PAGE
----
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Mediators of Inflammation
Volume 2016, Article ID 5797930, 8 pages
Clinical Study

Macrophage Migration Inhibitory Factor and Malondialdehyde as Potential Predictors of Vascular Risk Complications in Type 2 Diabetes Mellitus: Cross-Sectional Case Control Study in Saudi Arabia

1Medical Biochemistry Department, Faculty of Medicine, Mansoura University, Mansoura 35516, Egypt
2Laboratory Medicine Department, College of Applied Medical Science, Umm Al Qura University, Makkah 21955, Saudi Arabia
3Clinical Pathology Department, National Cancer Institute, Cairo University, Cairo 11796, Egypt
4Clinical Pathology Department, Al Azhar University, Cairo 11651, Egypt
5Clinical Chemistry Department, Al Noor Specialist Hospital, Makkah 21955, Saudi Arabia
6Cancer Epidemiology and Biostatistics Department, National Cancer Institute, Cairo University, Cairo 11796, Egypt
7Kuwait Cancer Registry, 70653 Kuwait, Kuwait

Received 28 December 2015; Revised 10 April 2016; Accepted 20 April 2016

Academic Editor: Dianne Cooper

Copyright © 2016 Heba Kamal Morsi et al. This is an open access article distributed under the Creative Commons Attribution License, which permits unrestricted use, distribution, and reproduction in any medium, provided the original work is properly cited.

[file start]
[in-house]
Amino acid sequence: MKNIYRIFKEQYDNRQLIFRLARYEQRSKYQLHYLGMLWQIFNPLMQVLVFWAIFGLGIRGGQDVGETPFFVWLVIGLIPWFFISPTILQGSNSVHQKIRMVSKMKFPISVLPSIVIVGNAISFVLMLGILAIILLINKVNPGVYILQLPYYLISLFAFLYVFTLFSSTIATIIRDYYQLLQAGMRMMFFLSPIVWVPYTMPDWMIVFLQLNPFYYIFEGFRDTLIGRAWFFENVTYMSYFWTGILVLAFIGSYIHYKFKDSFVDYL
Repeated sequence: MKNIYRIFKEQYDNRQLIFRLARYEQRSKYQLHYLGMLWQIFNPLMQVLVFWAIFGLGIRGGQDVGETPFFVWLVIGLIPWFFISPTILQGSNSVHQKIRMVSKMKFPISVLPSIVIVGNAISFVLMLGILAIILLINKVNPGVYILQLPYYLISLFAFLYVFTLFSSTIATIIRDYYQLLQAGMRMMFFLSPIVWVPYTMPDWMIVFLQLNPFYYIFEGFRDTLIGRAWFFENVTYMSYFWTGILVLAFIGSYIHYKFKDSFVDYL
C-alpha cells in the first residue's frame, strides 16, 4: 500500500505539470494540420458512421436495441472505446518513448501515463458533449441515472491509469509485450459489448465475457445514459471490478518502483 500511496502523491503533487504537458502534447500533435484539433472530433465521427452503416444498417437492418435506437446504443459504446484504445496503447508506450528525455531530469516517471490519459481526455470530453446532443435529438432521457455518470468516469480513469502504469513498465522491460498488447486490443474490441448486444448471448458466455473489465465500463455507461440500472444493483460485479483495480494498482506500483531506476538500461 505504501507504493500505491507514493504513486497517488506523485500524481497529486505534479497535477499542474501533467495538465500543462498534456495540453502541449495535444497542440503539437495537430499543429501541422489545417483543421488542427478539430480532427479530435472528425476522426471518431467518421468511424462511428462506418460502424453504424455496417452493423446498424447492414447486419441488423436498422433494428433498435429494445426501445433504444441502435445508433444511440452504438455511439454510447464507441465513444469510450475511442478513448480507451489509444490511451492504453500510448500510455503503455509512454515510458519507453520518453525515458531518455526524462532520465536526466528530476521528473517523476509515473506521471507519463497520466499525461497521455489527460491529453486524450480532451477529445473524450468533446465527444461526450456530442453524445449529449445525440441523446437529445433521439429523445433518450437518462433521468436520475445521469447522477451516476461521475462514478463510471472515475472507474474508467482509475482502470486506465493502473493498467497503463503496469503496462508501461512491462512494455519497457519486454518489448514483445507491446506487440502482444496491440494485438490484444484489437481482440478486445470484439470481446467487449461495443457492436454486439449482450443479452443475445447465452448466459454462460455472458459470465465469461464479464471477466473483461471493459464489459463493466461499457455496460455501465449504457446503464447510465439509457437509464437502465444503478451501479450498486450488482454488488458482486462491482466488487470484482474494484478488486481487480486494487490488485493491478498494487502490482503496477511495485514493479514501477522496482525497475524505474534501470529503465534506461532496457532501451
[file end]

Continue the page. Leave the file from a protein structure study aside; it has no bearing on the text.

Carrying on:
Background. Malondialdehyde (MDA) has been implicated in the development of many acute inflammatory, autoimmune diseases as well as chronic inflammatory metabolic disorders. Involvement of inflammatory response and oxidative stress is currently suggested as a mechanism underlying development of diabetes and its complications. Objective. To evaluate the clinical utility of MDA, macrophage migration inhibitory factor (MIF), LDL-C/HDL-C, and TG/HDL-C ratio as noninvasive laboratory markers for prediction of T2DM vascular complications. Method. 63 Saudi T2DM patients and 16 age and sex matched controls were included. Serum MDA and MIF were assayed by thiobarbituric acid reactive substances and ELISA, respectively. TG/HDL-C and LDL-C/HDL-C ratios were calculated. Results. Uncontrolled DM patients had significantly higher levels of MDA, MIF, TG/HDL-C, and LDL-C/HDL-C ratios when compared with controlled DM patients and control group (). MDA had 100% sensitivity and 88% specificity. MIF showed 97% sensitivity and 100% specificity and LDL-C/HDL-C had 97% sensitivity and 95% specificity. Meanwhile, TG/HDL-C had the lowest sensitivity and specificity in identifying diabetic patients who would suffer from vascular complications. Conclusion. MDA, MIF, and LDL-C/HDL-C could be new predictors of metabolic disturbance which promote vascular complications in T2DM.